Authors: Bob Stewart, James Skinner, Allan Edwards
Addresses: Division of Sport Management and Policy, Victoria University, P.O. Box 14428, Melbourne 8001, Australia. ' School of Education and Professional Studies, Griffith University, PMB 50, Gold Coast Mail Centre 9726, Australia. ' School of Education and Professional Studies, Griffith University, PMB 50, Gold Coast Mail Centre 9726, Australia
Abstract: This paper aims to explain the global expansion of the Rip Curl and Quiksilver surfing brands through the lens of Michael Porter|s cluster theory of competitive advantage. Porter|s cluster theory was used to identify the special features of the Torquay region in Australia, and explain how these features provided the conditions for the explosive international growth of these businesses. Data was collected though interviews, document analysis, and field trips to the Torquay region. The data was interpreted through the prism of Porter|s cluster theory of competitive advantage. It was found that the successes of Rip Curl and Quiksilver were not only the consequence of a historically strong surf culture but also the result of their ability to innovate and design superior surf products, develop strong inter-organisational synergies, and the international exposure from their association with the annual Bells Beach surfing contest.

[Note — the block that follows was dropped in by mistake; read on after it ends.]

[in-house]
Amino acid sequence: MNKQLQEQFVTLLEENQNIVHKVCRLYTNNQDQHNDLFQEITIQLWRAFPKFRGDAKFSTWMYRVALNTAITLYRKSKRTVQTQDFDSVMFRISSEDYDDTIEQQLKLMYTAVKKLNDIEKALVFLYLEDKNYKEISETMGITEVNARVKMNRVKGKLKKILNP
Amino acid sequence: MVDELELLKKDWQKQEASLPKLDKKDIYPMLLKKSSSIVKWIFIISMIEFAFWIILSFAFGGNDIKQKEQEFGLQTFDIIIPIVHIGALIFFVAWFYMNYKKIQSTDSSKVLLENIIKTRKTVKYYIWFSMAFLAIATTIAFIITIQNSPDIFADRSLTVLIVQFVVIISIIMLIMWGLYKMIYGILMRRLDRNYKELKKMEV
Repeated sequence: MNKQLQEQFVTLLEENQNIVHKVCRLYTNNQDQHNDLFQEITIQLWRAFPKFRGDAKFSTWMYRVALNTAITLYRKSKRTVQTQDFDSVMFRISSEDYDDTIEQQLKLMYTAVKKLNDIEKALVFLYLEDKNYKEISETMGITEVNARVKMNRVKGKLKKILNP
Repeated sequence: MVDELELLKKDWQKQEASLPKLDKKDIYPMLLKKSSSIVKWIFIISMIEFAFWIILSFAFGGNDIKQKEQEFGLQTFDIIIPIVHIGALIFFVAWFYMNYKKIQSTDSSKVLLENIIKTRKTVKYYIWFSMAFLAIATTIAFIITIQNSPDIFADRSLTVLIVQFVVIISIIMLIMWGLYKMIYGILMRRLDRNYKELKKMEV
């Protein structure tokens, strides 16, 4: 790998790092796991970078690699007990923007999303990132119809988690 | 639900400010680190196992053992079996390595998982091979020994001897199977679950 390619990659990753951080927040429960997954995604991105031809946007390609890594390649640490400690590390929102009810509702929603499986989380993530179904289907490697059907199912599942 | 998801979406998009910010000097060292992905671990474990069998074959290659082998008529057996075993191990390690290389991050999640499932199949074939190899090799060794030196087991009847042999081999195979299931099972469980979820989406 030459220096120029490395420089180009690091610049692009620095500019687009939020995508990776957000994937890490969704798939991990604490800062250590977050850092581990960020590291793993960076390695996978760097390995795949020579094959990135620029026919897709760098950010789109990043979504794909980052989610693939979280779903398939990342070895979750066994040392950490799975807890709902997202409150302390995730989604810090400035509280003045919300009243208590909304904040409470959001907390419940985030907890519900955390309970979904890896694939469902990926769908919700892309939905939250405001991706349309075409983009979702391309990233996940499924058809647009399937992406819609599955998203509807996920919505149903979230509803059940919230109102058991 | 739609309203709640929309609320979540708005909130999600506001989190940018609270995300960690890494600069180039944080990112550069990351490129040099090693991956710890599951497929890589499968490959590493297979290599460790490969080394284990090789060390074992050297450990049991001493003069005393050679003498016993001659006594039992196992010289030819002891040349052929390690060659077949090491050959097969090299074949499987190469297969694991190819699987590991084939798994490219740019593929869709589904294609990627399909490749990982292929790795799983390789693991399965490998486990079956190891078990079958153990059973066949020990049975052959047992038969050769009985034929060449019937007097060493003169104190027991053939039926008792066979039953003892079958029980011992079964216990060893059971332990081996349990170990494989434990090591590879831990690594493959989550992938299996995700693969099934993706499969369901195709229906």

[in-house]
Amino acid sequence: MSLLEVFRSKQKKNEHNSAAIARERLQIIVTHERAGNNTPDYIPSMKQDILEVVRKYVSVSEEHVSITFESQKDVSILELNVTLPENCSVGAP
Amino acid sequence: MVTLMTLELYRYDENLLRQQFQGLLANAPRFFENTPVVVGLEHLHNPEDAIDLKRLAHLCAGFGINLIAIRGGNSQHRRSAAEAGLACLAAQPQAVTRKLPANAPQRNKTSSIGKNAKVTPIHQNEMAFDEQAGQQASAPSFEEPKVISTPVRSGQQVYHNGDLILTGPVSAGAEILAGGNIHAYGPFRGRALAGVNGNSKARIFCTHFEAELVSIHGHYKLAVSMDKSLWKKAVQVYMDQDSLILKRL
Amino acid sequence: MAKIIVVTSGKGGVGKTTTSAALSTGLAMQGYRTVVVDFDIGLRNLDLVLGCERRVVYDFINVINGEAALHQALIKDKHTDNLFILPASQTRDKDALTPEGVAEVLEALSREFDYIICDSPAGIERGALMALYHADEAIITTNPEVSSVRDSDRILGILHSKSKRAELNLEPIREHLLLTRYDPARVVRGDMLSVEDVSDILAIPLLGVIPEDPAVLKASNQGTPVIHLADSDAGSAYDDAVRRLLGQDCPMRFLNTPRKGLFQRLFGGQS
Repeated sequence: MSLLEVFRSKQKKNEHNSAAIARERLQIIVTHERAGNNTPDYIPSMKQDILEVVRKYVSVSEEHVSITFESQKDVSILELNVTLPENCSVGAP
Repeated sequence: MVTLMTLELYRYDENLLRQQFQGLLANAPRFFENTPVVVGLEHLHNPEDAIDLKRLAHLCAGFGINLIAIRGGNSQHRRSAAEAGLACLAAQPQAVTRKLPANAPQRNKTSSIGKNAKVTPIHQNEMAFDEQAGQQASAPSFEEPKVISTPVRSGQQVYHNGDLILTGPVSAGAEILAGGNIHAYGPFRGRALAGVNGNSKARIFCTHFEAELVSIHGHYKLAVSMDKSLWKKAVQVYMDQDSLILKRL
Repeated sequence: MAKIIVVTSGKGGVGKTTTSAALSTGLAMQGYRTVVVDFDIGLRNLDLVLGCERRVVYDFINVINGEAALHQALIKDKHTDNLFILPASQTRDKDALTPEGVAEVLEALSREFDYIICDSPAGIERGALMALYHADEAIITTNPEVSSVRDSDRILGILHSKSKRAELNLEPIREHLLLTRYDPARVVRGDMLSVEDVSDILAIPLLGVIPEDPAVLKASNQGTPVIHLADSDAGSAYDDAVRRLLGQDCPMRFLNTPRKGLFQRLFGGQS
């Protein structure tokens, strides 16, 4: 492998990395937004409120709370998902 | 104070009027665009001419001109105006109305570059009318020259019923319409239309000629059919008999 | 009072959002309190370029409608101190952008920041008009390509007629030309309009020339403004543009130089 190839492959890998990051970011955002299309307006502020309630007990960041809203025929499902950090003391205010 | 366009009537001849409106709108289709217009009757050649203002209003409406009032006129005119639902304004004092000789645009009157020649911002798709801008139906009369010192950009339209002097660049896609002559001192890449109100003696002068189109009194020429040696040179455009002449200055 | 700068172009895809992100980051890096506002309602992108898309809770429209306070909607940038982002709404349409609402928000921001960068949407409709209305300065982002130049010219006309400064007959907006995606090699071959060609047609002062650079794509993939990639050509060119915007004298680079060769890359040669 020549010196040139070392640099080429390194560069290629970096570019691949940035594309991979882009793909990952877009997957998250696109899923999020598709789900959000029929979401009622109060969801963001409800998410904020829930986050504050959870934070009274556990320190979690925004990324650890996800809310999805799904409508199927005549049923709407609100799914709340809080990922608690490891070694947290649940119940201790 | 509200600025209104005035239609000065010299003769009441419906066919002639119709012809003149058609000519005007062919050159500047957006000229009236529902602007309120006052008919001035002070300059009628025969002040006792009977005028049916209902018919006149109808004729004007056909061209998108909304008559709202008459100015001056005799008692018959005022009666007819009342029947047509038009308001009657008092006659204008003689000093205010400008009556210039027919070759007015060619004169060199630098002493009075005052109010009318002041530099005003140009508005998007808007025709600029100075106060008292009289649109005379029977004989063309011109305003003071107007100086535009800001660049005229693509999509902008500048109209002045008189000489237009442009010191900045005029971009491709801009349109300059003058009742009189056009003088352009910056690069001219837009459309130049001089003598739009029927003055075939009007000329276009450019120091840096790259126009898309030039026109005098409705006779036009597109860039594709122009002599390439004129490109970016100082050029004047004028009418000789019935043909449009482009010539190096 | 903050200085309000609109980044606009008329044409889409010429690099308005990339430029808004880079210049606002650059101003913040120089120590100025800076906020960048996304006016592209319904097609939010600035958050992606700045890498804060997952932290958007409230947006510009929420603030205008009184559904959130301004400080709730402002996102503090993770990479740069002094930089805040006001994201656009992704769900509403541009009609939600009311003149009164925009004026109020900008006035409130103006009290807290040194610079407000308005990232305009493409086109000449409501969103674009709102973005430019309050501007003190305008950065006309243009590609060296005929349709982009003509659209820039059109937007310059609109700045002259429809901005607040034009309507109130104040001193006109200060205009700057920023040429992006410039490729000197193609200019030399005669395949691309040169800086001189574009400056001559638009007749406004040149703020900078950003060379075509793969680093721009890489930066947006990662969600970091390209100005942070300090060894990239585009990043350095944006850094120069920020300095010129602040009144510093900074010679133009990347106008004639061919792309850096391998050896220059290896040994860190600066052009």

Keywords: clusters; surfing brands; competitive advantage; cluster theory; Porter; Australia; surf culture; product innovation; product design; inter-organisational relationships; surfing contests.
International Journal of Sport Management and Marketing, 2008 Vol.3 No.3, pp.201 - 220
Available online: 18 Feb 2008 *Full-text access for editors Access for subscribers Purchase this article Comment on this article